As Director of Berklee College of Music’s Institute of Jazz and Gender Justice, Carrington is a leader in equity issues and gender justice. Her band, Social Science, whose debut recording is nominated for a 2021 Grammy award, and her previous Mosaic Project and Money Jungle recordings, have all brought gender or racial injustices to the fore. Cook, concerned with social justice issues throughout his career, composed Hymn (for Trayvon) for his 2017 debut album Somewhere In Between. Jones, a musician whose artistic mindset is never far from the realities of racial injustice, has engaged in the topic through his leadership role as president of the Jazz Educators Network and through his compositions, such as A Suite for Flying Girls, inspired by the installation Flying Girls by Nigerian artist Peju Alatise.

By bringing together members of MIT’s academic and non-academic communities with renowned musicians and multimedia arts, It Must Be Now! intends to build a coalition promoting heightened awareness and change.

“This is a project about process and transformation,” notes Harris. “I’m particularly excited about it facilitating a variety of students across disciplines to engage with these phenomenal artists in shaping the final work. Our biggest objective is to inspire activism and enact change. We want to acknowledge historical perspectives of various injustices but move toward this moment, imagining what could and should be reality now.”

Public Events

Past Events

Terri Lyne Carrington—An Artist Responding to Injustice

A discussion/masterclass with the NEA Jazz Master and three-time Grammy award-winning drummer, producer, educator, and activist
March 26, 2021 / 1:00-3:30pm

Join Terri Lyne Carrington, MIT CAST’s It Must Be Now! Visiting Artist, 2019 Doris Duke Artist Award recipient, and founder/artistic director of the Berklee College of Music Institute of Jazz and Gender Justice, for an interactive session exploring her multi-faceted career, activism, and her recent 2021 Grammy-nominated album Waiting Game, by her band Social Science. This wide-ranging session includes a drum set performance by Ms. Carrington, who has recorded and toured with such artists as Herbie Hancock, Wayne Shorter, Dianne Reeves, Esperanza Spalding, Yellowjackets, and countless other jazz luminaries.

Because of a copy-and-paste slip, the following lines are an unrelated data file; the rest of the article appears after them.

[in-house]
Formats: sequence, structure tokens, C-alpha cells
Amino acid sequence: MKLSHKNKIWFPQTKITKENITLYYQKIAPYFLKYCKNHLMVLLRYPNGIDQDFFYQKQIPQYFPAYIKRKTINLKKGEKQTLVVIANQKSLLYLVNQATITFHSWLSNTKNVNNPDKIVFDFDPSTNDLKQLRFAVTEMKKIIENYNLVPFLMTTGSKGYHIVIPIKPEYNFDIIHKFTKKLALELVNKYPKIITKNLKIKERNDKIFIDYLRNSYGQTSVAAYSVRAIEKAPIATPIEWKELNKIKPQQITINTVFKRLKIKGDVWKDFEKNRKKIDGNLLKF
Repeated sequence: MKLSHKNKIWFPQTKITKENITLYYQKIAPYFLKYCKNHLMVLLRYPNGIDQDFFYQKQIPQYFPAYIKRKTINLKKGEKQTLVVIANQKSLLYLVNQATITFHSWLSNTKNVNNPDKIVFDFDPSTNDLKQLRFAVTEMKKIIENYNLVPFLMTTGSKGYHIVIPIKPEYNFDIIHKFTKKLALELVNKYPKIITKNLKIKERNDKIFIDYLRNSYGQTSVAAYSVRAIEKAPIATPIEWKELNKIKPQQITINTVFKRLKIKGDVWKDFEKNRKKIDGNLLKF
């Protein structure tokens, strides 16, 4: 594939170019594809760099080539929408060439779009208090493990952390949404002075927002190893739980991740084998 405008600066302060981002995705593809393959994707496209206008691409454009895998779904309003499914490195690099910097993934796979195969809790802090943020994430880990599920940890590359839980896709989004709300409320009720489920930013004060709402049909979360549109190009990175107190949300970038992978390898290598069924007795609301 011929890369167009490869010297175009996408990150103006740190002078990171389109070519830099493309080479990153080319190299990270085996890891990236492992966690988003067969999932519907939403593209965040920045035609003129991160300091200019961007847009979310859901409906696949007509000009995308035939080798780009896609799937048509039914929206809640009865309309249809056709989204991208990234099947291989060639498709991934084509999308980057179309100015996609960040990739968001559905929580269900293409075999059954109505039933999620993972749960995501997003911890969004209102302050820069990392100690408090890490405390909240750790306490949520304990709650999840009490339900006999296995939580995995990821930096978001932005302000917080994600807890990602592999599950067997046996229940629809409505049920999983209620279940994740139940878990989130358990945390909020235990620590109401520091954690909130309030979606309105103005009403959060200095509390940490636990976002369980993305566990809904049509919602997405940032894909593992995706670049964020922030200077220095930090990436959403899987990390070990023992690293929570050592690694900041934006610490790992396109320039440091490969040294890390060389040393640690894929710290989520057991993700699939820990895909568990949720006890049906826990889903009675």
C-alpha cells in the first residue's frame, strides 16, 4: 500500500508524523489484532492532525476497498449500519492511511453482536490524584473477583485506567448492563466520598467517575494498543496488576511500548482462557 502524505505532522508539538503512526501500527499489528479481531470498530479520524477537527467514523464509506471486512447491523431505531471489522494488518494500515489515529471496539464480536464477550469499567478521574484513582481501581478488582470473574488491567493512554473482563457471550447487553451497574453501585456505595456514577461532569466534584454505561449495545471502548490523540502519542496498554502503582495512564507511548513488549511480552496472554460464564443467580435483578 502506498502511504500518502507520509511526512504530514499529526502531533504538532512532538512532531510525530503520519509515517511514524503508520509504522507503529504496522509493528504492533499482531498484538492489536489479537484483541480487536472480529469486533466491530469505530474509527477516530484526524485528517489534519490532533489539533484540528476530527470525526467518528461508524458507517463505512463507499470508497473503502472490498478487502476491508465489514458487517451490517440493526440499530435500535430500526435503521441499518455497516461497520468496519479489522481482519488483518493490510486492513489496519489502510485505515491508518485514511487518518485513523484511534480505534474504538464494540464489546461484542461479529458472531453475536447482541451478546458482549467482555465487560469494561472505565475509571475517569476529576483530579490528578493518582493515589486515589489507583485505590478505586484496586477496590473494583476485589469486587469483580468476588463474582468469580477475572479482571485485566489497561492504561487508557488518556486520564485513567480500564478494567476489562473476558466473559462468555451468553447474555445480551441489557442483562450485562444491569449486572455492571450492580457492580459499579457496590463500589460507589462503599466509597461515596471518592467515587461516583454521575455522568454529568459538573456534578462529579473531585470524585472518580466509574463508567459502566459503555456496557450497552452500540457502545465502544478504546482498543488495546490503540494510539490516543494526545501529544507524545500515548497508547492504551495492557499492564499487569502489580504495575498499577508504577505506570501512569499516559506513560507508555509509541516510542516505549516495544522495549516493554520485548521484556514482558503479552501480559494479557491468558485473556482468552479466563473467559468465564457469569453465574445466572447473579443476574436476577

Saxophone Masterclass with Braxton Cook

March 15, 2021 / 7:00pm

Emmy award-winning artist and alto saxophone virtuoso Braxton Cook will be working directly with saxophone players from the MIT Wind Ensemble and Festival Jazz Ensemble.


Exploring Sean Jones’ Musical Worlds

Trumpeter, Composer, Educator, Bandleader, and Activist: An interactive masterclass
February 23, 2021 / 5:30-7:00pm

MIT CAST’s It Must Be Now! Visiting Artist Sean Jones has worked with many of today’s greatest jazz artists including Herbie Hancock, Wayne Shorter, and Wynton Marsalis. The renowned trumpeter and educator is the Richard and Elizabeth Case Chair of Jazz at John Hopkins University’s Peabody Institute, Artistic Director of Carnegie Hall’s NYO (National Youth Orchestra) Jazz, President of the Jazz Education Network, and a Mack Avenue Records artist.

This interactive masterclass will explore facets of Jones’ career including as a composer of A Suite for Flying Girls, his teaching philosophies, and the influence of Donald Byrd on his own playing. Prof. Jones will perform and also offer feedback to MIT musicians during this wide-ranging session.

Collaborators

Fred Harris, Director of Wind and Jazz Ensembles, MIT Music and Theater Arts

Joshua Higgason, Technical Instructor, Music and Theater Arts, MIT

About the Artists

Terri Lyne Carrington plays the drums.

NEA Jazz Master and three-time GRAMMY® award-winning drummer, producer, and educator, Terri Lyne Carrington started her professional career as a “kid wonder” while studying under a full scholarship at Berklee College of Music in Boston. In the mid ’80’s she worked as an in-demand drummer in New York before gaining national recognition on late night TV as the house drummer for both the Arsenio Hall Show and Quincy Jones’ VIBE TV show.